The Firefly Residency project is based on the principals and teachings of renowned educator Vivian Gussin Paley, an American pre-school and kindergarten teacher and early childhood education researcher. Paley’s biggest legacy is in the area of storytelling and fantasy play, which she argues can significantly impact a child’s academic and social growth, as they help young children make sense of the world around them, adapt to the classroom, develop language, and collaborate with peers.
Respected theatre artist and arts educator Linda Carson discovered the Firefly Project when she visited TAG Theatre in Scotland. With their permission, she adapted the project for use in Canada. Linda brought the project to many schools throughout Ontario, many in remote communities. In 2012, Linda trained artists at Theatre Direct and passed the Firefly’s glow onto us! Thank you Linda!
Over the last few seasons, we’ve continued to adapt and develop the project for Toronto schools and modified aspects of the approach to serve children with Autism and development disabilities.
Theatre Direct has undertaken residencies at Crescent Town Elementary School, John Ross Robertson P. S., Kingslake P. S., Withrow School, Beverley School, Dovercourt P. S., Elkhorn P. S., The Mabin School, Secord Elementary School, Thorncliffe Park P. S., Fraser Mustard Early Learning Academy, Clinton Street P.S., Shirley Street P.S., Cedarvale Community School, Carleton Village Sports and Wellness Academy, Eastview P.S., Emily Carr P.S., and Fairbank Memorial Community School.
Artists in Residence have included:
Lynda Hill, Melissa Haddad, Jessica Runge, Randi Helmers, Derek Kwan, Michelle Silagy, Victoria Stacey, Kristin Rodgerson, Ginette Mohr, Ingrid Hansen and Emma Zabloski.
Feedback from Educators
“I found all of the Drama games and storytelling very helpful for continued work in the classroom. The program was very successful and was enjoyed by all. [Firefly is] great for active kids and also great for quieter kids to open up.” – ElkhornPublic School Educator Cindy Greiver
“My class thoroughly enjoyed the Firefly experience. I saw [the student’s] imaginations and energy alight through the activities, the sharing and acting out of their stories. They were engaged when listening to other’s stories and felt connected to each other when acting them out, and were thrilled to share and act in their own stories. Students were excited between visits and would sometimes spend open play time building stories together (orally) and acting them out.” – Fraser Mustard Educator Annie Chern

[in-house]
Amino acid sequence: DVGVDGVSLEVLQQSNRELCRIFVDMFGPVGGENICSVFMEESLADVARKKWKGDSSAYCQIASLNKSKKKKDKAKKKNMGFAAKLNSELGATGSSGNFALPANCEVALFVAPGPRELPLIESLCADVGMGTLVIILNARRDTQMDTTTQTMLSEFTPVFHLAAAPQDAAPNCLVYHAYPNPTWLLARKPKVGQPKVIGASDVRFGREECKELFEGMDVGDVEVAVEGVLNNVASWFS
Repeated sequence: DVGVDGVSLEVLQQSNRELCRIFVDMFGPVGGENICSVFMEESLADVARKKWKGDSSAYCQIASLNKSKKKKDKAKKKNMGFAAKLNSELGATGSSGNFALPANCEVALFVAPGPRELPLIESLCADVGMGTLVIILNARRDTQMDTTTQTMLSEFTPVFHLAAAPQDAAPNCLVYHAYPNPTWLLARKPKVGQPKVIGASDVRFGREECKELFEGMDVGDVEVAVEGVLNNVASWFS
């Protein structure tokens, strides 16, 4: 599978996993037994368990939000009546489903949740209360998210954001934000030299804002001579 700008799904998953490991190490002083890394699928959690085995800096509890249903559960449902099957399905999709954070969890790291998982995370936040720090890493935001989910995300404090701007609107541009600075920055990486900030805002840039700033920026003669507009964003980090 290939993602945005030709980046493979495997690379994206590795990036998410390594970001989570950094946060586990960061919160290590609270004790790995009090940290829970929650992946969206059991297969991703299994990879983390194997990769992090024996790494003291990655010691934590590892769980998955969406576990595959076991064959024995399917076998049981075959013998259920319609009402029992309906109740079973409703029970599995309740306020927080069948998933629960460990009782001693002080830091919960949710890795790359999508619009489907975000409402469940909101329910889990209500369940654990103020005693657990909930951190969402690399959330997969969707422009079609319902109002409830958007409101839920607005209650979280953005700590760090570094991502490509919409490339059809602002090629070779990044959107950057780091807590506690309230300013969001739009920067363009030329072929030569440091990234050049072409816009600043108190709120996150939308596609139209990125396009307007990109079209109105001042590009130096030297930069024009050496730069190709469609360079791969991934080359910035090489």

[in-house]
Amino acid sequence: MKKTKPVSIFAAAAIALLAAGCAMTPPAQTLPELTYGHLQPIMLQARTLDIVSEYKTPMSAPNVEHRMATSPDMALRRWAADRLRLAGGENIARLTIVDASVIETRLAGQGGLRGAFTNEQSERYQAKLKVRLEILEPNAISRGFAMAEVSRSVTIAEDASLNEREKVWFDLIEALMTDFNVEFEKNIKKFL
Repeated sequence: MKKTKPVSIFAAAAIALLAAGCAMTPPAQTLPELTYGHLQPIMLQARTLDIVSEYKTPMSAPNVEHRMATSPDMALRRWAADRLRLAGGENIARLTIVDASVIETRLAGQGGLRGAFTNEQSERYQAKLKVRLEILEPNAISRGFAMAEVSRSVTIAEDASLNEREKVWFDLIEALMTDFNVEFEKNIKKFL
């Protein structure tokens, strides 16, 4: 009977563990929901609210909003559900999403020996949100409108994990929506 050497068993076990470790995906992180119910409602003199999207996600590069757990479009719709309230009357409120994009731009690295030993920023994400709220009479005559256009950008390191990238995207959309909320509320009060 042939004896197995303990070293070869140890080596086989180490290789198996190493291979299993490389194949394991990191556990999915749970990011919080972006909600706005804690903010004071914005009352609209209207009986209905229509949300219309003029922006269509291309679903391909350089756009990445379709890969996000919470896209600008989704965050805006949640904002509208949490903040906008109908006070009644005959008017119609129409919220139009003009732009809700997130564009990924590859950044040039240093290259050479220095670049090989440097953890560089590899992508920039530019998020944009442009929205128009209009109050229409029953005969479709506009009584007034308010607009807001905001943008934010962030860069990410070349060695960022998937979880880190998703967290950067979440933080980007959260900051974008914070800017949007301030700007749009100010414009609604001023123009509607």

“My students loved participating in the firefly project. The games were perfect and engaged the whole class, but the aspect I loved the most was the story collection. It was so great to hear their distinctive voices, and to see how engaged the rest of the class was by hearing and acting out each other’s stories.” – Secord Elementary School Educator Craig Moore
“My students are always eager to share a story now and are much more descriptive when explaining their work – I ask them to tell me the story behind it and I get some incredible responses.” – Fraser Mustard Educator Camille Bayliss
“There are students (boys) who chose to play in the drama room every day now vs. the beginning of the school year, which is valuable for their socio-emotional development.” – Fraser Mustard Educator Tessa Keremidchieva
“I feel a lot of these activities allowed the children to stretch their imaginations to allow them to think “outside of the box”. The children were excited to see their stories come to life, and that the setting and characters can go beyond what was written only on paper.” – Elkhorn Public School Educator Christina Chun
“The class began to work as one cohesive group immediately. They were smiling and happy and ready to work as soon as they arrived. I had students ask, “When the drama lady was coming back”, a number of times. They all said they loved the experience. By the end of the project, the students were so proud of their work they wanted to have an assembly to show the school. I used some of the warm-up games to focus the class after activity time. I also decided to have them act out their stories (as Lynda did), for an activity one day. I will take what I learned and use it with my kids next year as well. I really enjoyed the experience and learning new ideas.” – John Ross Robertson Public School Educator Kat Osen
“This has been the most important piece of PD [professional development] I have ever had” – Fraser Mustard Educator Robyn Wynberg